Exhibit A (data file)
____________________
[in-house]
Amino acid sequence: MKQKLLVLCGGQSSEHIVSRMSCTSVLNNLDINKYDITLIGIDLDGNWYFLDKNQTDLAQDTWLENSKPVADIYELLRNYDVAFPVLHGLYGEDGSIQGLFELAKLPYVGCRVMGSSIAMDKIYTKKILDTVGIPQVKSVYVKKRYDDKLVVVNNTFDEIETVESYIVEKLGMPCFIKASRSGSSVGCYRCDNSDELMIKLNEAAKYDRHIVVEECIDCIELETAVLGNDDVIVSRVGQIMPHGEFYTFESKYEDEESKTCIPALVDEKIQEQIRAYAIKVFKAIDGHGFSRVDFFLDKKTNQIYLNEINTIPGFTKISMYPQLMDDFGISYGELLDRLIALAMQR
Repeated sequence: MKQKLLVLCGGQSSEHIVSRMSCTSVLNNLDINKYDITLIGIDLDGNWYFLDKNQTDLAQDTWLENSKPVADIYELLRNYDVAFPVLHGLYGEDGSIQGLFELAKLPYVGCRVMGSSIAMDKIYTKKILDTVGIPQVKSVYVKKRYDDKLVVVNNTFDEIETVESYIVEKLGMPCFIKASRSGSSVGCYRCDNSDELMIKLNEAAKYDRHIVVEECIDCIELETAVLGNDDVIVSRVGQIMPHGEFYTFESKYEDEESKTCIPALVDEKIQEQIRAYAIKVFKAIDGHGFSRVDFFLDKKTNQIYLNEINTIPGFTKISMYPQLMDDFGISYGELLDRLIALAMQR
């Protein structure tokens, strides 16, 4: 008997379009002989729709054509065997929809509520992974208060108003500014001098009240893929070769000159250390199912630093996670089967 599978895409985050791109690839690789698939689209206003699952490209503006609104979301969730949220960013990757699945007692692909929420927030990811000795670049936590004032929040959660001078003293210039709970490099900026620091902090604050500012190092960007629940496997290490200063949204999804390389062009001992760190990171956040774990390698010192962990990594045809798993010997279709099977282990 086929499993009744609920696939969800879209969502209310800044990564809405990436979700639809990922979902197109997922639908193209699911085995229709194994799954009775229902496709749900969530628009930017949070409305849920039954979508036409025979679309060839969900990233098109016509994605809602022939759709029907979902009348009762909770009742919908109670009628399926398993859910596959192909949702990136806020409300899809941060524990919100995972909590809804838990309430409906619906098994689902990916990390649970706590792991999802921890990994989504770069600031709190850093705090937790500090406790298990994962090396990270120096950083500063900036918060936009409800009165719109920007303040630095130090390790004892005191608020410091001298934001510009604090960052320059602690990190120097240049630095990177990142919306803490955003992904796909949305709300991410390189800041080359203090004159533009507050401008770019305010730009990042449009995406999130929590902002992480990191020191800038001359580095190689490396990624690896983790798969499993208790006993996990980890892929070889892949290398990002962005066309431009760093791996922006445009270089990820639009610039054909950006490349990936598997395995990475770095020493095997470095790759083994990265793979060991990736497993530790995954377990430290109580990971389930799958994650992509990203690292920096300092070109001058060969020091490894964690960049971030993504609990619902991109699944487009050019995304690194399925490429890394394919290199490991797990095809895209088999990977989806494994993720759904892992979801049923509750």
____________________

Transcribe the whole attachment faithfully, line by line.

[in-house]
Amino acid sequence: MKQKLLVLCGGQSSEHIVSRMSCTSVLNNLDINKYDITLIGIDLDGNWYFLDKNQTDLAQDTWLENSKPVADIYELLRNYDVAFPVLHGLYGEDGSIQGLFELAKLPYVGCRVMGSSIAMDKIYTKKILDTVGIPQVKSVYVKKRYDDKLVVVNNTFDEIETVESYIVEKLGMPCFIKASRSGSSVGCYRCDNSDELMIKLNEAAKYDRHIVVEECIDCIELETAVLGNDDVIVSRVGQIMPHGEFYTFESKYEDEESKTCIPALVDEKIQEQIRAYAIKVFKAIDGHGFSRVDFFLDKKTNQIYLNEINTIPGFTKISMYPQLMDDFGISYGELLDRLIALAMQR
Repeated sequence: MKQKLLVLCGGQSSEHIVSRMSCTSVLNNLDINKYDITLIGIDLDGNWYFLDKNQTDLAQDTWLENSKPVADIYELLRNYDVAFPVLHGLYGEDGSIQGLFELAKLPYVGCRVMGSSIAMDKIYTKKILDTVGIPQVKSVYVKKRYDDKLVVVNNTFDEIETVESYIVEKLGMPCFIKASRSGSSVGCYRCDNSDELMIKLNEAAKYDRHIVVEECIDCIELETAVLGNDDVIVSRVGQIMPHGEFYTFESKYEDEESKTCIPALVDEKIQEQIRAYAIKVFKAIDGHGFSRVDFFLDKKTNQIYLNEINTIPGFTKISMYPQLMDDFGISYGELLDRLIALAMQR
């Protein structure tokens, strides 16, 4: 008997379009002989729709054509065997929809509520992974208060108003500014001098009240893929070769000159250390199912630093996670089967 599978895409985050791109690839690789698939689209206003699952490209503006609104979301969730949220960013990757699945007692692909929420927030990811000795670049936590004032929040959660001078003293210039709970490099900026620091902090604050500012190092960007629940496997290490200063949204999804390389062009001992760190990171956040774990390698010192962990990594045809798993010997279709099977282990 086929499993009744609920696939969800879209969502209310800044990564809405990436979700639809990922979902197109997922639908193209699911085995229709194994799954009775229902496709749900969530628009930017949070409305849920039954979508036409025979679309060839969900990233098109016509994605809602022939759709029907979902009348009762909770009742919908109670009628399926398993859910596959192909949702990136806020409300899809941060524990919100995972909590809804838990309430409906619906098994689902990916990390649970706590792991999802921890990994989504770069600031709190850093705090937790500090406790298990994962090396990270120096950083500063900036918060936009409800009165719109920007303040630095130090390790004892005191608020410091001298934001510009604090960052320059602690990190120097240049630095990177990142919306803490955003992904796909949305709300991410390189800041080359203090004159533009507050401008770019305010730009990042449009995406999130929590902002992480990191020191800038001359580095190689490396990624690896983790798969499993208790006993996990980890892929070889892949290398990002962005066309431009760093791996922006445009270089990820639009610039054909950006490349990936598997395995990475770095020493095997470095790759083994990265793979060991990736497993530790995954377990430290109580990971389930799958994650992509990203690292920096300092070109001058060969020091490894964690960049971030993504609990619902991109699944487009050019995304690194399925490429890394394919290199490991797990095809895209088999990977989806494994993720759904892992979801049923509750």